First was the Fafnir’s Tail bracelet from Darlene Fordyce. Darlene hadn’t found a clasp she liked so it was up to us to design something. Magically Bello Modo had an excellent selection of buttons and bingo, bango, there was my fastening. Lovely finished piece.

Zulu bracelet
Zulu bracelet

Karmen Scmidt taught us a Zulu bracelet. We brought our own beads for this. The button I had intended using for a clasp had a broken shank. Poo! So I used a back up which wasn’t quite as nice. The bracelet still came out very prettily.

Imagine that – two finished pieces. Pretty darn good for a weekend’s work.

And what’s with the clasps…..? Bad clasp day?

AND, we had a retreat challenge – the Margaret M Scovil Bead challenge. This was bitter sweet. Margaret, who sadly I never met, died shortly before the retreat so wasn’t able to see our work.

Blue Segment by Vassily Kandinsky

For 2016 the challenge was to make a wearable piece inspired by the painting Blue Segment by Kandinski.


Took me a long time to be inspired…….. Eventually I decided to go weird, after all, I do live in Portland, Oregon.

Q. What has segments? A. An orange.

So I made a necklace of orange slices, orange flowers and leaves. See if you can find the ‘blue segment’?

Orange You Blue necklace
Orange You Blue necklace


Here are our four winners: Maxi Starr, Teresa Shelton, Karie Heib, and Cherie Calwart. I wish I’d taken pictures of the pieces they made. Stunning. Every one of them was imaginative, thoughtful and beautifully made.

Bead Challenge Winners
Bead Challenge Winners

Teresa sat next to me during the day and was a wonderful companion. She helped me with the ‘March at the Beach’ bracelet, put in a bid for me at Bead Bingo (she won a book for me!!!!), and was just a delight.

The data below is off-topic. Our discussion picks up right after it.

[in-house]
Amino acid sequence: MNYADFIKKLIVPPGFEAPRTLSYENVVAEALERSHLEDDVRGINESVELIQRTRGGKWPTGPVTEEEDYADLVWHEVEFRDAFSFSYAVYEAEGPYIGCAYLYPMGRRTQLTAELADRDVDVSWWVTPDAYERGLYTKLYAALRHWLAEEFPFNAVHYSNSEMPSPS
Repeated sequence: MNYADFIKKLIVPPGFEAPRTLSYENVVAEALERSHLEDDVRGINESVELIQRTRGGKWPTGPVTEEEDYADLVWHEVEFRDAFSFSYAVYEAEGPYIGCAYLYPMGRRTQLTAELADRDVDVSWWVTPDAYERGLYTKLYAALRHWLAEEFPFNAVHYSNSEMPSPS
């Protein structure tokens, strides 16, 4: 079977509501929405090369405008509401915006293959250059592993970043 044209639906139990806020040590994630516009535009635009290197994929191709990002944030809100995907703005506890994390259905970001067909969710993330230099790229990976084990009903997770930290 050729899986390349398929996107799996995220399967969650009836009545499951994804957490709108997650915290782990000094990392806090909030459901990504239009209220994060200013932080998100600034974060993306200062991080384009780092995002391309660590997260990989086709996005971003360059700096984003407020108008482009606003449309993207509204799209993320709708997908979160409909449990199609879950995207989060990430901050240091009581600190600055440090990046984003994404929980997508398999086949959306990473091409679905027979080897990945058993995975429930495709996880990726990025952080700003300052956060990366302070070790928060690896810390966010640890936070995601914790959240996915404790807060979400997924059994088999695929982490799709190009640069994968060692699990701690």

Karie is a remote member – she is living in Chicago right now but her heart is with the Portland Bead Society. I get to see her at the Bead and Button Show in Milwaukee, WI. Also a top notch beadweaver and designer.

Maxi Starr – well, I have no words. She does magnificent work, she has a standard poodle companion named Katie. Katie came to the bead retreat and visited all of us. Just another reason to love standard poodles and Maxi.

Guess what? I’m so seriously going to next year’s retreat. CHECK ALREADY WRITTEN.

Fafnir’s Tail bracelet

Fafnir's Tail bracelet

This bracelet was made during the Portland Bead Society’s annual bead retreat in Cannon Beach, OR. Darlene Fordyce taught the workshop. This is a clever right angle weave design with the middle row of dagger beads set in the opposite direction to the two outside beads. When the bracelet is fastened the ‘dragon scales’ lift up and create a pleasing effect.

Much knashing of teeth went into the making of this – sometimes a pattern comes quickly and begins to make sense early. Other times, such as this, my brain goes into meltdown mode and it doesn’t matter how many times I repeat the section it won’t stick.

Fafnir's tail bracelet open

The button was a fortuitous find and works perfectly with the colour of the beads.

Brown and Crystal bracelet

Brown and Crystal Bracelet. Image copyright © Rose Rushbrooke.

This is a piece I made during June Huber’s Masterclass at the 2014 Bead & Button Show in Milwaukee, WI.

Seed beads and fire polish crystals, finished with a slide clasp. Modified right angle weave – an extremely useful technique.

The bracelet is 7 inches long from end to end.